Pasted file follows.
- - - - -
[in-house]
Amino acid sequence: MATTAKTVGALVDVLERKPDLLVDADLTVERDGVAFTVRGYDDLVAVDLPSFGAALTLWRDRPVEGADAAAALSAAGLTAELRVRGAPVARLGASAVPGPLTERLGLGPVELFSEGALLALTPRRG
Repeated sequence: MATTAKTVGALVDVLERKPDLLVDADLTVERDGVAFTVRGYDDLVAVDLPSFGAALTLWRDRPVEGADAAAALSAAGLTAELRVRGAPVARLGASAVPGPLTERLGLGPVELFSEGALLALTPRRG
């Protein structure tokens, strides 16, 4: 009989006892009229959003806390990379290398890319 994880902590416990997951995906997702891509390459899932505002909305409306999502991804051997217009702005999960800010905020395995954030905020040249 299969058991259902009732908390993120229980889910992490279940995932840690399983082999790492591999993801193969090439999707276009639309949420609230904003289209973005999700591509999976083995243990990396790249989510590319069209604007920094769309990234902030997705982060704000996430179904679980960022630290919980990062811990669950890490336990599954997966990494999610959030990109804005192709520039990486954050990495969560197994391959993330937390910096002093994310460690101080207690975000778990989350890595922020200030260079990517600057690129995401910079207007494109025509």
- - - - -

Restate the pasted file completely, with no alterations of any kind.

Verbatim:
[in-house]
Amino acid sequence: MATTAKTVGALVDVLERKPDLLVDADLTVERDGVAFTVRGYDDLVAVDLPSFGAALTLWRDRPVEGADAAAALSAAGLTAELRVRGAPVARLGASAVPGPLTERLGLGPVELFSEGALLALTPRRG
Repeated sequence: MATTAKTVGALVDVLERKPDLLVDADLTVERDGVAFTVRGYDDLVAVDLPSFGAALTLWRDRPVEGADAAAALSAAGLTAELRVRGAPVARLGASAVPGPLTERLGLGPVELFSEGALLALTPRRG
């Protein structure tokens, strides 16, 4: 009989006892009229959003806390990379290398890319 994880902590416990997951995906997702891509390459899932505002909305409306999502991804051997217009702005999960800010905020395995954030905020040249 299969058991259902009732908390993120229980889910992490279940995932840690399983082999790492591999993801193969090439999707276009639309949420609230904003289209973005999700591509999976083995243990990396790249989510590319069209604007920094769309990234902030997705982060704000996430179904679980960022630290919980990062811990669950890490336990599954997966990494999610959030990109804005192709520039990486954050990495969560197994391959993330937390910096002093994310460690101080207690975000778990989350890595922020200030260079990517600057690129995401910079207007494109025509």